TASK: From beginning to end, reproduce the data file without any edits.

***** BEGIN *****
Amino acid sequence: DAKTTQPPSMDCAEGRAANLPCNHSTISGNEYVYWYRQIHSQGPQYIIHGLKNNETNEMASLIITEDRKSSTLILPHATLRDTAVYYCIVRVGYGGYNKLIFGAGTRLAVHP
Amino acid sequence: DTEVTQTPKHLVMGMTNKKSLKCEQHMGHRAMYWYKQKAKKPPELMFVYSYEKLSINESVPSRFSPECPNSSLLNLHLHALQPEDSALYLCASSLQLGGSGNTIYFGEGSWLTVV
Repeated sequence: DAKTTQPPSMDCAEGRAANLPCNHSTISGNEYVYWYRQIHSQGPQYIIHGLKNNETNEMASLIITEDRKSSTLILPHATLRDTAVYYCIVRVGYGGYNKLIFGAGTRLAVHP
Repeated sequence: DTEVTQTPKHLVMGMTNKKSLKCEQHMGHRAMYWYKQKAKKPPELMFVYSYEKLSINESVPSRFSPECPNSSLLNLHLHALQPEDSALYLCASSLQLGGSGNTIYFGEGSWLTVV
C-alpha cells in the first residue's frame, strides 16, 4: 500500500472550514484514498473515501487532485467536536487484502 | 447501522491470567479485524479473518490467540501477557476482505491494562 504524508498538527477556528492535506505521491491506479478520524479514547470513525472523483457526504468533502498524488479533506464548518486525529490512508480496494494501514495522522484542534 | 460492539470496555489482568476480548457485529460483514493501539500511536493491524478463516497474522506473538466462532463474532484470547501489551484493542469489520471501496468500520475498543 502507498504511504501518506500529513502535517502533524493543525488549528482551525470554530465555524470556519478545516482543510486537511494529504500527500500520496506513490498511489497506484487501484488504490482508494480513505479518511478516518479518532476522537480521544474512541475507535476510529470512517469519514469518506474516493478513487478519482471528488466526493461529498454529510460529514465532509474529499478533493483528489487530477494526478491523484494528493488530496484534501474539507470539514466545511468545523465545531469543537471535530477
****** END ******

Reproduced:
Amino acid sequence: DAKTTQPPSMDCAEGRAANLPCNHSTISGNEYVYWYRQIHSQGPQYIIHGLKNNETNEMASLIITEDRKSSTLILPHATLRDTAVYYCIVRVGYGGYNKLIFGAGTRLAVHP
Amino acid sequence: DTEVTQTPKHLVMGMTNKKSLKCEQHMGHRAMYWYKQKAKKPPELMFVYSYEKLSINESVPSRFSPECPNSSLLNLHLHALQPEDSALYLCASSLQLGGSGNTIYFGEGSWLTVV
Repeated sequence: DAKTTQPPSMDCAEGRAANLPCNHSTISGNEYVYWYRQIHSQGPQYIIHGLKNNETNEMASLIITEDRKSSTLILPHATLRDTAVYYCIVRVGYGGYNKLIFGAGTRLAVHP
Repeated sequence: DTEVTQTPKHLVMGMTNKKSLKCEQHMGHRAMYWYKQKAKKPPELMFVYSYEKLSINESVPSRFSPECPNSSLLNLHLHALQPEDSALYLCASSLQLGGSGNTIYFGEGSWLTVV
C-alpha cells in the first residue's frame, strides 16, 4: 500500500472550514484514498473515501487532485467536536487484502 | 447501522491470567479485524479473518490467540501477557476482505491494562 504524508498538527477556528492535506505521491491506479478520524479514547470513525472523483457526504468533502498524488479533506464548518486525529490512508480496494494501514495522522484542534 | 460492539470496555489482568476480548457485529460483514493501539500511536493491524478463516497474522506473538466462532463474532484470547501489551484493542469489520471501496468500520475498543 502507498504511504501518506500529513502535517502533524493543525488549528482551525470554530465555524470556519478545516482543510486537511494529504500527500500520496506513490498511489497506484487501484488504490482508494480513505479518511478516518479518532476522537480521544474512541475507535476510529470512517469519514469518506474516493478513487478519482471528488466526493461529498454529510460529514465532509474529499478533493483528489487530477494526478491523484494528493488530496484534501474539507470539514466545511468545523465545531469543537471535530477